In this work we have explored the possible impact of multiple strategy updating rules on the cooperation level when players with different individual dynamical traits are present. The latter can be strategy learning or teaching capacities which determine the success of a microscopic imitation process. In a uniform system, where all players possess the same trait, these dynamical features have no relevant impact on the stationary state that is obtained as the final destination of an evolutionary process. Our work highlighted that this picture is inaccurate when different updating rules are present because the cooperation level may depend sensitively on the dynamical details. Interestingly, the individual learning skill of players are more important than the strategy teaching capacity and by varying the value of the former parameter we can reach a full cooperator state where payoff values would dictate a full defector state otherwise.
We also pointed out the way how to mix updating rules is also important. When a player can apply both imitation and Death-Birth rule via an annealed-like mixing then the above mentioned synergy can be observed. But this phenomenon is completely missing when the simultaneous presence of updating rules is realized in a way when different players use different rules permanently. The latter mix resembles a quenched randomness where we observe the sum of simpler subsystems using a singular updating rule. As a consequence, the system behavior is very similar to those we can see for traditional single-rule models. We stress that our observations about structured populations are robust and remain valid for non-regular interaction graphs as well.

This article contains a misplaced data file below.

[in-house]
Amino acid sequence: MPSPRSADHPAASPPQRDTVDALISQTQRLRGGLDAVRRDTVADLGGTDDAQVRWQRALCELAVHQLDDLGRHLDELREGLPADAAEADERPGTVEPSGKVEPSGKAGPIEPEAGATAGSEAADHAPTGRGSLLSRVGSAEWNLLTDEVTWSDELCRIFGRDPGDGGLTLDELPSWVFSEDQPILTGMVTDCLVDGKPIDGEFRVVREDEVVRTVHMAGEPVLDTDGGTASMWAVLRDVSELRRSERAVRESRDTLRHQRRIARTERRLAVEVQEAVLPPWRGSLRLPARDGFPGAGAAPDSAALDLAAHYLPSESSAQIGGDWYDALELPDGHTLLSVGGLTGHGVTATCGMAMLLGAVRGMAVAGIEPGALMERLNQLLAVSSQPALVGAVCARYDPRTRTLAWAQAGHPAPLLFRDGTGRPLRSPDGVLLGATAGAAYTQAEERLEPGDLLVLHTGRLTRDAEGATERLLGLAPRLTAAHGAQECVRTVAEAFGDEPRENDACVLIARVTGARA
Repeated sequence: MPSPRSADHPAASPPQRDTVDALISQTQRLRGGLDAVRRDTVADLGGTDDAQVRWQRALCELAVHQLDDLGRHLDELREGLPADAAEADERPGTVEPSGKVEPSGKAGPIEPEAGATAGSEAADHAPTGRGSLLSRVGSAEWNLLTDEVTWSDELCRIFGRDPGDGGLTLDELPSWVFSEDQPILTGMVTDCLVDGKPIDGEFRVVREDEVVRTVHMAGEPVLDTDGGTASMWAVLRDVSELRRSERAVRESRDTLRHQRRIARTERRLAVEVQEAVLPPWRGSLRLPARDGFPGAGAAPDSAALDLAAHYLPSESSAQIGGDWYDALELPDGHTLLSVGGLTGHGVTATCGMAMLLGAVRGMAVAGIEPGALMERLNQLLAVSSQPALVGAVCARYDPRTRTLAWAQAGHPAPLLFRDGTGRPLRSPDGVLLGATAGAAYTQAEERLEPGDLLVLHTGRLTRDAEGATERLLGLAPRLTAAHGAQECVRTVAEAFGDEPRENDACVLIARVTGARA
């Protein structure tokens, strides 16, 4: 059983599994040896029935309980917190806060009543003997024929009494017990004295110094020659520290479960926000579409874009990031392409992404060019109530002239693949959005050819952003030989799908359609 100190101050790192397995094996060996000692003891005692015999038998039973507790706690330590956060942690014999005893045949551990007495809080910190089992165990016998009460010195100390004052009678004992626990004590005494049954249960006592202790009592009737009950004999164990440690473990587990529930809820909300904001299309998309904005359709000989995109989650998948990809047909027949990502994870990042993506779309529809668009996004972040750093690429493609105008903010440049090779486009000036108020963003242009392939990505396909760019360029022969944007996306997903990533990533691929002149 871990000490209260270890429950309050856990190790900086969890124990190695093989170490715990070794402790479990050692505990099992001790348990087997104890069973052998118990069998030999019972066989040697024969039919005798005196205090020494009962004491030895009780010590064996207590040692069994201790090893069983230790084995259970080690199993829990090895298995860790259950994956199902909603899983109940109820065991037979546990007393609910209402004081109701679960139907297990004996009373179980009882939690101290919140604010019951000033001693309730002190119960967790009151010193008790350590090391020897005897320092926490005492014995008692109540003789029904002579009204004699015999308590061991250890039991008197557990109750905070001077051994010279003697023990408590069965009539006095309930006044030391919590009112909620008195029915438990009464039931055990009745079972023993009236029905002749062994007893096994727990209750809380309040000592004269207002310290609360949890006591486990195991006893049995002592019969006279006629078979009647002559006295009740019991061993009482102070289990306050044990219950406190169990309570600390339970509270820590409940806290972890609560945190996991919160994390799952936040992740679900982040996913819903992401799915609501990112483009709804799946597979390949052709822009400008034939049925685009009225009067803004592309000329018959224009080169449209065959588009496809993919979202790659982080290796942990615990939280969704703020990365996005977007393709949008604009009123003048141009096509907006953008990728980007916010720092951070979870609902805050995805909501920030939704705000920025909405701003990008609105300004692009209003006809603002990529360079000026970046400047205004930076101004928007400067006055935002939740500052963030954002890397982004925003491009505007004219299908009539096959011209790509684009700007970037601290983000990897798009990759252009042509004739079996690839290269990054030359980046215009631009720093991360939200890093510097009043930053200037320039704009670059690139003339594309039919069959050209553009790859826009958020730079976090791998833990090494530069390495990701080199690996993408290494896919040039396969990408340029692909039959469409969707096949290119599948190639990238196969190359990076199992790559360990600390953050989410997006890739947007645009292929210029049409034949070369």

It is worth noting that the simultaneous application of different updating rules within a single system is a recently opened direction Danku et al. (2018); Amaral and Javarone (2018) which may help to answer the long-standing debate whether which rule is evolutionary viable and which one captures the key element of a realistic system Rand et al. (2011); Gracia-Lázaro et al. (2012); Rand et al. (2014). Our work warrants that several microscopic details can be important while other previously decisive conditions become irrelevant when multiple rules govern the evolution. We hope that our work will be a stimulating step for future research works along this path.
This research was supported by the Hungarian National Research Fund (Grant K-120785).